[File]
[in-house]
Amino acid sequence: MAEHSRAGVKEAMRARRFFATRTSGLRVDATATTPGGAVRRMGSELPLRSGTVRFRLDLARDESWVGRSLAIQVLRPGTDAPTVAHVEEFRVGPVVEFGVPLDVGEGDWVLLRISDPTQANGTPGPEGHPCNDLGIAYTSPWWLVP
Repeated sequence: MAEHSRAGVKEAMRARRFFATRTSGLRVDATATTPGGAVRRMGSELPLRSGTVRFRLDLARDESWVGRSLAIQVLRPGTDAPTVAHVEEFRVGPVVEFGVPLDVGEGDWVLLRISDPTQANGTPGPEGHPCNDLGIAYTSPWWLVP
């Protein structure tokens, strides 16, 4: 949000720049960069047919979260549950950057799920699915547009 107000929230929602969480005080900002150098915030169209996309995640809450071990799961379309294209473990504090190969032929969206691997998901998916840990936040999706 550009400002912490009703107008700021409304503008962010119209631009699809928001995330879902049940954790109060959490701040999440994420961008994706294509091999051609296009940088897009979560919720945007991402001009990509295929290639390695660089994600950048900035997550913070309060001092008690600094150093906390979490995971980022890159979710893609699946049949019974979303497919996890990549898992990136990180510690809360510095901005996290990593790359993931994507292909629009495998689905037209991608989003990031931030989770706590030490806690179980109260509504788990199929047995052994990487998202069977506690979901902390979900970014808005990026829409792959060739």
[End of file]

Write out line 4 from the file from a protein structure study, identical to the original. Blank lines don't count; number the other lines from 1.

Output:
């Protein structure tokens, strides 16, 4: 949000720049960069047919979260549950950057799920699915547009 107000929230929602969480005080900002150098915030169209996309995640809450071990799961379309294209473990504090190969032929969206691997998901998916840990936040999706 550009400002912490009703107008700021409304503008962010119209631009699809928001995330879902049940954790109060959490701040999440994420961008994706294509091999051609296009940088897009979560919720945007991402001009990509295929290639390695660089994600950048900035997550913070309060001092008690600094150093906390979490995971980022890159979710893609699946049949019974979303497919996890990549898992990136990180510690809360510095901005996290990593790359993931994507292909629009495998689905037209991608989003990031931030989770706590030490806690179980109260509504788990199929047995052994990487998202069977506690979901902390979900970014808005990026829409792959060739």